A smiling Soft-Coated Wheaten Terrier.
A smiling Soft-Coated Wheaten Terrier.

Soft-Coated Wheaten Terrier

avatarCarey Hemmelgarn, DVM DACVECC

Height17 - 19"
Weight30 - 40 lbs
TypeTerrier
Life Expectancy12 - 14 years
Area of OriginIreland

Energy Level

Playfulness

Friendliness to dogs

Friendliness to strangers

exercise requirements

affection level

friendliness to other pets

watchfulness

Grooming Requirements

Vocality

The Soft-Coated Wheaten is a long-legged terrier best known for its hard-working spirit around the farm. Wheatens have high energy and are highly intelligent, traits that make them excellent working companions. They have a single coat, which makes them less allergenic than most breeds, since shedding is infrequent. They love to exercise and are always looking for a workout partner or job to do.

Energy Level

Playfulness

Friendliness to dogs

Friendliness to strangers

exercise requirements

affection level

friendliness to other pets

watchfulness

Grooming Requirements

Vocality

Where Are Soft-Coated Wheaten Terriers From?

Wheatens were first recorded in 1785 in Kerry County, Ireland, where they were bred to be helpful farm hands. They are close relatives to the Kerry Blue Terrier and Irish Terrier, distinguishing themselves by having long legs and a soft, wheat-colored hair coat. Around the farm, they would guard poultry, herd livestock, manage the pest population, and hunt.

The breed was first recognized by the Irish Kennel Club in 1937 and by the American Kennel Club in 1973. They were first bought to the United States in 1940 by Lydia Vogel of Massachusetts. Seven years later, the first Soft-Coated Wheaten was shown at Westminster.

Where Are Soft-Coated Wheaten Terriers From?

Wheatens were first recorded in 1785 in Kerry County, Ireland, where they were bred to be helpful farm hands. They are close relatives to the Kerry Blue Terrier and Irish Terrier, distinguishing themselves by having long legs and a soft, wheat-colored hair coat. Around the farm, they would guard poultry, herd livestock, manage the pest population, and hunt.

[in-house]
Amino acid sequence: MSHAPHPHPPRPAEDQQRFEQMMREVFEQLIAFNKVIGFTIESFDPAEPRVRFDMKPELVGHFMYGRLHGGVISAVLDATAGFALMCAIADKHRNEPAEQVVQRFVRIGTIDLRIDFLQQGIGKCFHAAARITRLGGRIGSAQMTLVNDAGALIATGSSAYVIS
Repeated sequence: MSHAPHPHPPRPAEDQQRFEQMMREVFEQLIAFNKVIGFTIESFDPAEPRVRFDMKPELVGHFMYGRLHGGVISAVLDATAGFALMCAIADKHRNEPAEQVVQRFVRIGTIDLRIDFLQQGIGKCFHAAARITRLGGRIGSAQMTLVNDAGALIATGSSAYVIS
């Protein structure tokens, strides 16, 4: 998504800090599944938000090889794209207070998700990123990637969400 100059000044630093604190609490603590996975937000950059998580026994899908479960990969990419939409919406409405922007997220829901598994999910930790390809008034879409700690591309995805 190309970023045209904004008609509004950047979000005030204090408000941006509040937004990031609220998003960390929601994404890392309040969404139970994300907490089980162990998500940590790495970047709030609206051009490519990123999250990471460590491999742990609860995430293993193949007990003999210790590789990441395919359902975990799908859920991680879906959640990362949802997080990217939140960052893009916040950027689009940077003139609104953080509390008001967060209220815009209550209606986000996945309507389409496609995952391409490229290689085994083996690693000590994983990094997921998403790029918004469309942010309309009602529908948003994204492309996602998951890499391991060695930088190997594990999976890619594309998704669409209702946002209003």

The breed was first recognized by the Irish Kennel Club in 1937 and by the American Kennel Club in 1973. They were first bought to the United States in 1940 by Lydia Vogel of Massachusetts. Seven years later, the first Soft-Coated Wheaten was shown at Westminster.

Care

What Kind of Diet Does a Soft-Coated Wheaten Terrier Need?

Wheatens tend to have an abundance of energy and should be fed a balanced, age-appropriate diet. As with most breeds, they’re capable of becoming obese, so calorie intake should be monitored closely.

Caring for a Soft-Coated Wheaten Terrier

What Kind of Diet Does a Soft-Coated Wheaten Terrier Need?

How Much Grooming Does a Soft-Coated Wheaten Terrier Need?

Are Soft-Coated Wheaten Terriers Healthy?

How Much Training Does a Wheaten Terrier Need?

How Much Exercise Do Wheatens Need?

What Kind of Diet Does a Soft-Coated Wheaten Terrier Need?

Wheatens tend to have an abundance of energy and should be fed a balanced, age-appropriate diet. As with most breeds, they’re capable of becoming obese, so calorie intake should be monitored closely.

What Are the Physical Characteristics of a Soft-Coated Wheaten Terrier?

Soft-Coated Wheaten Terriers are a medium-sized dog that is sturdy in appearance. They have a soft and wavy wheat-colored hair coat that lightens as they age.

Wheaten Terriers have a rectangular-shaped head with a moderate muzzle. Their ears are small to medium size and sit on the top of the head in a v-shape.

Wheatens have a strong, proportional body and flat back. The chest cavity is slightly-rounded and abdomen tucked upward.

Wheaten Terriers have a tail that stands upright and slightly curves over the lower back.

The forequarters are straight with solid bone structure. Shoulders are slightly laid back and dewclaws are commonly removed from the forelimbs.

Soft-Coated Wheaten Terriers are commonly brown, chocolate, or white. Their coats may lighten to a wheat color as they age.

The hindquarters are well-muscled, with a slight bend in the stifles.

Soft-Coated Wheaten Terrier Facts

1

Frederic William Burton included a Soft-Coated Wheaten Terrier in his famous painting “The Aran Fisherman’s Drowned Child.”

2

Soft-Coated Wheaten Terriers are often called the “poor man’s wolfhound,” since they were the working class dog of choice in Ireland and wolfhounds were incredibly expensive.

3

Wheatens are known as An Brocaire Bui in Ireland, which translates to "the yellow terrier."

Other Breeds to Explore

Choosing a Kerry Blue Terrier
Choosing an Irish Terrier
Standard Schnauzer

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